Askari were the native troops employed by the Germans (and others) to defend and police their African possessions. The usual rule was that the ordinary rank and file were native, and the officers and NCOs were European, although in German South-West Africa all the soldiers were European. Elsewhere naturally this meant the Askari greatly outnumbered their colonial masters, and could have been a source for rebellion etc., but those in the German colonies were remarkably loyal, and served them well even during the long cat-and-mouse campaign during the First World War when a German Army consisting mostly of native troops avoided capture or destruction at their hands of their Allied pursuers.
The uniforms given to Askari varied between colonies and units, but those on these men are quite typical. They wear a simple tunic with trousers and puttees, and as far as we can tell they wear ordinary army boots, which was common for German Askaris but unusual elsewhere. The ordinary soldiers in the bottom row wear the regulation short fez, although this is not so short as to be a good match for the Askari of Kamerun, so is better for German East Africa. Two have a neck curtain but one is missing this, and none have any sign of a badge on the front, which would normally have been there. Three of the figures on the top row have acquired brimmed hats, which is fine, and the fourth wears a peaked cap much like that of the officer. As the Great War progressed and the last colonial German Army marched all over south-east Africa, supply was virtually non-existent so items of uniform came from anywhere, making the mix of clothing found here perfectly suitable. Several have chosen to decorate their headgear with what looks like a feather or long leaf, which is plausible but of course can be trimmed off if not required.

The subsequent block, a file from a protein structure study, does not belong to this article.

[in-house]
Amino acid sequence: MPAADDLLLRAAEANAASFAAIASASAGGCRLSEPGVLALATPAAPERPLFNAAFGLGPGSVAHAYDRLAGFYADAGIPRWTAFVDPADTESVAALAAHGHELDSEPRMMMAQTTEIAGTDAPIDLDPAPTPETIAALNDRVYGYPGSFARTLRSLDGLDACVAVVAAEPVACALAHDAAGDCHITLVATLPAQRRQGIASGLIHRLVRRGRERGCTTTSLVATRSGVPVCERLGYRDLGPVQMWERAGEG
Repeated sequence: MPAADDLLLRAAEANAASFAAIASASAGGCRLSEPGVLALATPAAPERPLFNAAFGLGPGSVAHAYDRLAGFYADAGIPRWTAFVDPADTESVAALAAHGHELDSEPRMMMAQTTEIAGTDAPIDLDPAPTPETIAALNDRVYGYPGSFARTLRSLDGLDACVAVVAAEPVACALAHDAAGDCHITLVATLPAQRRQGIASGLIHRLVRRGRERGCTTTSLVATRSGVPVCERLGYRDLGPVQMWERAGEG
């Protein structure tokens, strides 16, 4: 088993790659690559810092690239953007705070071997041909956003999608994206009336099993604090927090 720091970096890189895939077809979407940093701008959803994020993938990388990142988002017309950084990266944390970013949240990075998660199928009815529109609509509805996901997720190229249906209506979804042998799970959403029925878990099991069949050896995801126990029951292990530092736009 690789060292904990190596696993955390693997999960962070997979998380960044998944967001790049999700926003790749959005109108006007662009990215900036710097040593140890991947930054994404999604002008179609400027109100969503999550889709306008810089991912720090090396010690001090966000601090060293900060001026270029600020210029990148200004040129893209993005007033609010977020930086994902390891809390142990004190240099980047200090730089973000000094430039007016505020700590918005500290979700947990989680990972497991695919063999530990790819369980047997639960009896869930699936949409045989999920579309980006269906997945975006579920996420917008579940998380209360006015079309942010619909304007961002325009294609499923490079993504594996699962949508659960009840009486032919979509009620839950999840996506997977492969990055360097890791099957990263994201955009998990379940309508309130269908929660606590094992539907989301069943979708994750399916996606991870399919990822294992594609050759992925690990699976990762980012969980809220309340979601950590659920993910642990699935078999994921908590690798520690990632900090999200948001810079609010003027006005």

Personnel equipment on these men is basic - a canteen, haversack and bayonet - but quite suitable nonetheless. Some of the men have acquired bandoliers, and some have the old belts and ammunition pouches they were issued. Askaris tended to get older rifles, and in 1914 most still held the Mauser M71/84, which those here could pass for.
Sculpting is not that good, with some vague detail and some areas apparently missed - for example the palm of the hand of the marching figure shows no sign of having been sculpted at all. The kit in particular suffers from this, and the faces are not that good, although the proportions are OK. We found only a small amount of flash on our sample, and very little extra plastic, but we did find some of the sprues in the box were damaged in that one of the advancing figure second from the left in our bottom row was either badly mauled or missing entirely - this will probably vary between boxes.
The poses are pretty respectable and we couldn’t fault any of them. Although most of the time was spent on the move, customers will probably want mostly fighting poses so those here deliver that quite nicely. The sister set of Schutztruppe provides a machine gun as well as the officers and NCOs for these men, so although only eight poses all the basics are covered.
This is another one of those HaT sets that is unremarkable but quietly delivers its subject matter in a workmanlike way. The sculpting is not great, but accuracy is fine, as are the choice and rendering of the poses. Especially when combined with figures from the other sets in this range to add officers, NCOs, machine guns and porters, this set allows the customer to recreate Germany’s African native soldiers to a respectable standard.